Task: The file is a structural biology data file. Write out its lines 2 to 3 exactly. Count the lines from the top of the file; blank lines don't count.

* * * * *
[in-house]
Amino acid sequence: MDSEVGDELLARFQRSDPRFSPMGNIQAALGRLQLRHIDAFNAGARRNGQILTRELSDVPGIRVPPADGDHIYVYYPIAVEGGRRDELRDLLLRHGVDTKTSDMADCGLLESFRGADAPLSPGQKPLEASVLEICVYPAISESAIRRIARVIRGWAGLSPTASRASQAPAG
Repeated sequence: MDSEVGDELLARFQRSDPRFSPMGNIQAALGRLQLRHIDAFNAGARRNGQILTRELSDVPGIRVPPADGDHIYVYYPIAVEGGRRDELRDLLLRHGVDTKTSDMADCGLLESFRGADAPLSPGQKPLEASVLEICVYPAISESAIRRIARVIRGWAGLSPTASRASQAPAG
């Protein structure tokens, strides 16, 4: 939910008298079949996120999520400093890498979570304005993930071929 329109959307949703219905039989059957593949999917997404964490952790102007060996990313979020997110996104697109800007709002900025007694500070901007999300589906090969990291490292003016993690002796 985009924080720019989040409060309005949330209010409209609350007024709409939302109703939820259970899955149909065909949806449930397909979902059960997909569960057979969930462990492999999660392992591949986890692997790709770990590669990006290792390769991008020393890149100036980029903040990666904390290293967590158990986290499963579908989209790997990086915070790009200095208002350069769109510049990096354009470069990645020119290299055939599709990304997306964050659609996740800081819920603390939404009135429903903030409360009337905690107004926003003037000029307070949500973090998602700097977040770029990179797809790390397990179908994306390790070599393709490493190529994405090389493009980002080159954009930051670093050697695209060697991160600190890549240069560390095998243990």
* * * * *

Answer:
Amino acid sequence: MDSEVGDELLARFQRSDPRFSPMGNIQAALGRLQLRHIDAFNAGARRNGQILTRELSDVPGIRVPPADGDHIYVYYPIAVEGGRRDELRDLLLRHGVDTKTSDMADCGLLESFRGADAPLSPGQKPLEASVLEICVYPAISESAIRRIARVIRGWAGLSPTASRASQAPAG
Repeated sequence: MDSEVGDELLARFQRSDPRFSPMGNIQAALGRLQLRHIDAFNAGARRNGQILTRELSDVPGIRVPPADGDHIYVYYPIAVEGGRRDELRDLLLRHGVDTKTSDMADCGLLESFRGADAPLSPGQKPLEASVLEICVYPAISESAIRRIARVIRGWAGLSPTASRASQAPAG